As an adolescent, I often borrowed books from my mother’s seemingly infinite collection. On most occasions, these books were not considered young adult literature; rather, they were geared towards a more mature audience. Along with this, I tended to gravitate towards mystery novels. Due to these preferences, I cannot recall a time when I truly connected my own life as a teenager to the characters or situations that arose in these books.

I  read more young adult literature now that I had ever been exposed to in my adolescent years. Through my adolescent literature course at State and my recent interests in such novels, I have realized how relevant and beneficial young adult literature has the potential to be in the lives of high school students.

Virtual Self:

My virtual self, until recently, has been virtually non-existent. I joined Facebook when I entered college in 2006, but that is about the extent of my participation in this particular forum. It isn’t for lack of interest or curiosity that has hindered me; rather, I believe I have allowed myself to become intimidated of the unknown in this technological field.


Professional Self:

I look forward to continue learning different methods and technological tools that will provide me infinite opportunities to introduce young adult literature to my students. I am positive that the  educational tools I will learn throughout course will afford me a much more in-depth awareness of differentiated instruction. As my knowledge expands on the diverse ways I can relate literature to my students, their passion and love for literature will expand as well.

Literate Self:

I have grown to love and appreciate young adult literature over the course of my undergraduate career.  I fully intend to implement the various educational tools I will take away from this course. Through these differentiated forms of instruction I aim to root  my passion and enthusiasm for these novels in my students.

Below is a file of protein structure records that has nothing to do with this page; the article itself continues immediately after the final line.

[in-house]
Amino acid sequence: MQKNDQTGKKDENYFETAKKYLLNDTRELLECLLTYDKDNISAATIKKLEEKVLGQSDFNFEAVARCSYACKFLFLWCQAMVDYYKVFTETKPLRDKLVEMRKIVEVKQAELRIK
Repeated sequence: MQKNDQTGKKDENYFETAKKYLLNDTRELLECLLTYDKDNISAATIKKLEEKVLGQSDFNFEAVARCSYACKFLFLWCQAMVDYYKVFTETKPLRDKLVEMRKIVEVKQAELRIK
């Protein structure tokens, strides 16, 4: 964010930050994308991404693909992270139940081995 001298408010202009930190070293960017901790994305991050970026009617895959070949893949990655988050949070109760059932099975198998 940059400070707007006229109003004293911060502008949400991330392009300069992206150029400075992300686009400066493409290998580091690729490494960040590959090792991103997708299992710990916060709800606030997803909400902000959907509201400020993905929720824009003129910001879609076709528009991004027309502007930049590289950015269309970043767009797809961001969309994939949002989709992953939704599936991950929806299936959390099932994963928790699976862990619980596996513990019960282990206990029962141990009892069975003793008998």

Virtual Self:

Becoming digitally literate for the benefit of my students and myself is the number one goal I hope to attain. At this point in my virtual career, there is only one way to go—UP! I feel this course will be a challenge for me because I am in technologically in the stone age. That being said, I cannot wait to meet this challenge head on because the final product of my virtual self will undoubtedly create a more successful educator.

Since beginning this class on Wednesday, I have made leaps and bounds towards integrating myself into this somewhat foreign world of technology. I have joined, twitter, made a voicethread for the first time, registered with Wiki, created a blog on WordPress, and have designed a personal trading card on WallWisher—-all feats that would not have been overcome otherwise (at least not in the near future).


The Journey Book reflection reinforced how much literature has shaped the course of my college career. I began asking myself what would have happened if I hadn’t read Coming of Age in Mississippi my freshman year and I shutter at the thought. Opening that book, in turn, opened a whole new world of interests. The journey book reflection challenges and encourages me to assist my own students in finding their own journey book, because as we have seen, it only takes one.


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21 Aug